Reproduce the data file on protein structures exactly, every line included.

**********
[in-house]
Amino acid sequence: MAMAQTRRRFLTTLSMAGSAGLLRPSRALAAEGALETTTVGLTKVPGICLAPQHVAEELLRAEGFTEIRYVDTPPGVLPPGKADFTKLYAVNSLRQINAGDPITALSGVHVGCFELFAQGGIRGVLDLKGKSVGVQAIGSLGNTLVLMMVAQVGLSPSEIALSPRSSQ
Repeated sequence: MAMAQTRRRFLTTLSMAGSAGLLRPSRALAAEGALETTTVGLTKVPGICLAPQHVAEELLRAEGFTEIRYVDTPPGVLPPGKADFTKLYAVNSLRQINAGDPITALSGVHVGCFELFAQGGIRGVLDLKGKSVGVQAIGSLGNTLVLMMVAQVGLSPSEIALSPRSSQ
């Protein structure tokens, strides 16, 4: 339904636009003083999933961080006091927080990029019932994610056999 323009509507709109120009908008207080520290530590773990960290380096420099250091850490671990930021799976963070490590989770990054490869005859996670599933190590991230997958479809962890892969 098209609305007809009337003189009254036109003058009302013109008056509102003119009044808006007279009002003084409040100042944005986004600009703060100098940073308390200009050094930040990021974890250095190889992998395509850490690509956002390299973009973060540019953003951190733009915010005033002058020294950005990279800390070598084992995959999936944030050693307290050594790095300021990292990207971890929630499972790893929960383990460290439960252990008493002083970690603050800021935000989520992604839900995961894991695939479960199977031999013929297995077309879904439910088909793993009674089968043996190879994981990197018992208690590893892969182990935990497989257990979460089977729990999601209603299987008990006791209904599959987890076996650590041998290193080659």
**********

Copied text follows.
[in-house]
Amino acid sequence: MAMAQTRRRFLTTLSMAGSAGLLRPSRALAAEGALETTTVGLTKVPGICLAPQHVAEELLRAEGFTEIRYVDTPPGVLPPGKADFTKLYAVNSLRQINAGDPITALSGVHVGCFELFAQGGIRGVLDLKGKSVGVQAIGSLGNTLVLMMVAQVGLSPSEIALSPRSSQ
Repeated sequence: MAMAQTRRRFLTTLSMAGSAGLLRPSRALAAEGALETTTVGLTKVPGICLAPQHVAEELLRAEGFTEIRYVDTPPGVLPPGKADFTKLYAVNSLRQINAGDPITALSGVHVGCFELFAQGGIRGVLDLKGKSVGVQAIGSLGNTLVLMMVAQVGLSPSEIALSPRSSQ
């Protein structure tokens, strides 16, 4: 339904636009003083999933961080006091927080990029019932994610056999 323009509507709109120009908008207080520290530590773990960290380096420099250091850490671990930021799976963070490590989770990054490869005859996670599933190590991230997958479809962890892969 098209609305007809009337003189009254036109003058009302013109008056509102003119009044808006007279009002003084409040100042944005986004600009703060100098940073308390200009050094930040990021974890250095190889992998395509850490690509956002390299973009973060540019953003951190733009915010005033002058020294950005990279800390070598084992995959999936944030050693307290050594790095300021990292990207971890929630499972790893929960383990460290439960252990008493002083970690603050800021935000989520992604839900995961894991695939479960199977031999013929297995077309879904439910088909793993009674089968043996190879994981990197018992208690590893892969182990935990497989257990979460089977729990999601209603299987008990006791209904599959987890076996650590041998290193080659």